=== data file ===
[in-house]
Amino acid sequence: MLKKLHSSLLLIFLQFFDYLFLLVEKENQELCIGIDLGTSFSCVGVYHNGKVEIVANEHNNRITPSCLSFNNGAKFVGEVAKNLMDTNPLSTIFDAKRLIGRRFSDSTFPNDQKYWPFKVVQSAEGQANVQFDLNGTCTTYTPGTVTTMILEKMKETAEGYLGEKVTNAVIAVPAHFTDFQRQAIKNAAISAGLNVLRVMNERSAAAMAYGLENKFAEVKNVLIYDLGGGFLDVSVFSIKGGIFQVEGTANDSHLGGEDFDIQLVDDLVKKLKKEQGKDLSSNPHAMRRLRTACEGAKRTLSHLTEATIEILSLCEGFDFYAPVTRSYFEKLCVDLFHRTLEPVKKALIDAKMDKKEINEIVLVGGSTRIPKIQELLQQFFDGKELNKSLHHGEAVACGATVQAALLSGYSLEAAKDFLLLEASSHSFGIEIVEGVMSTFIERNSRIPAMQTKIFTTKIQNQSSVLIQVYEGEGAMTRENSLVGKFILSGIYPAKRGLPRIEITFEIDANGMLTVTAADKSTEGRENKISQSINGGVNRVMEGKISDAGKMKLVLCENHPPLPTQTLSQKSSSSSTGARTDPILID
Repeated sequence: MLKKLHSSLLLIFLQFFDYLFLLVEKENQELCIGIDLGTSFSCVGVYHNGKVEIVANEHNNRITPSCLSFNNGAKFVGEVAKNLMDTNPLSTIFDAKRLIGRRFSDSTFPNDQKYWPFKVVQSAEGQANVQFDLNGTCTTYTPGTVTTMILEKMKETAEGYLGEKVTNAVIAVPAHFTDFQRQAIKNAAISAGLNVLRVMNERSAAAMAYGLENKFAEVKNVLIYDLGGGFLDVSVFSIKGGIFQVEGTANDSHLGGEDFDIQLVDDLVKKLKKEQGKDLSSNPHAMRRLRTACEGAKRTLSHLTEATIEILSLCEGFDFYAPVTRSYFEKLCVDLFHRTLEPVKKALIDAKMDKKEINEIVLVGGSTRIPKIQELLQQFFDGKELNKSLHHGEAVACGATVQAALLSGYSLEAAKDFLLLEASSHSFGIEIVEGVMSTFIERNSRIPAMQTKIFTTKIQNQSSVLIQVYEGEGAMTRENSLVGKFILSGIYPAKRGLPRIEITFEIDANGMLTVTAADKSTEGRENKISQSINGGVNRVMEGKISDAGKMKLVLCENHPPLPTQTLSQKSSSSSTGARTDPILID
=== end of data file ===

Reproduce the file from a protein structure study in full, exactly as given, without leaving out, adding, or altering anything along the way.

[in-house]
Amino acid sequence: MLKKLHSSLLLIFLQFFDYLFLLVEKENQELCIGIDLGTSFSCVGVYHNGKVEIVANEHNNRITPSCLSFNNGAKFVGEVAKNLMDTNPLSTIFDAKRLIGRRFSDSTFPNDQKYWPFKVVQSAEGQANVQFDLNGTCTTYTPGTVTTMILEKMKETAEGYLGEKVTNAVIAVPAHFTDFQRQAIKNAAISAGLNVLRVMNERSAAAMAYGLENKFAEVKNVLIYDLGGGFLDVSVFSIKGGIFQVEGTANDSHLGGEDFDIQLVDDLVKKLKKEQGKDLSSNPHAMRRLRTACEGAKRTLSHLTEATIEILSLCEGFDFYAPVTRSYFEKLCVDLFHRTLEPVKKALIDAKMDKKEINEIVLVGGSTRIPKIQELLQQFFDGKELNKSLHHGEAVACGATVQAALLSGYSLEAAKDFLLLEASSHSFGIEIVEGVMSTFIERNSRIPAMQTKIFTTKIQNQSSVLIQVYEGEGAMTRENSLVGKFILSGIYPAKRGLPRIEITFEIDANGMLTVTAADKSTEGRENKISQSINGGVNRVMEGKISDAGKMKLVLCENHPPLPTQTLSQKSSSSSTGARTDPILID
Repeated sequence: MLKKLHSSLLLIFLQFFDYLFLLVEKENQELCIGIDLGTSFSCVGVYHNGKVEIVANEHNNRITPSCLSFNNGAKFVGEVAKNLMDTNPLSTIFDAKRLIGRRFSDSTFPNDQKYWPFKVVQSAEGQANVQFDLNGTCTTYTPGTVTTMILEKMKETAEGYLGEKVTNAVIAVPAHFTDFQRQAIKNAAISAGLNVLRVMNERSAAAMAYGLENKFAEVKNVLIYDLGGGFLDVSVFSIKGGIFQVEGTANDSHLGGEDFDIQLVDDLVKKLKKEQGKDLSSNPHAMRRLRTACEGAKRTLSHLTEATIEILSLCEGFDFYAPVTRSYFEKLCVDLFHRTLEPVKKALIDAKMDKKEINEIVLVGGSTRIPKIQELLQQFFDGKELNKSLHHGEAVACGATVQAALLSGYSLEAAKDFLLLEASSHSFGIEIVEGVMSTFIERNSRIPAMQTKIFTTKIQNQSSVLIQVYEGEGAMTRENSLVGKFILSGIYPAKRGLPRIEITFEIDANGMLTVTAADKSTEGRENKISQSINGGVNRVMEGKISDAGKMKLVLCENHPPLPTQTLSQKSSSSSTGARTDPILID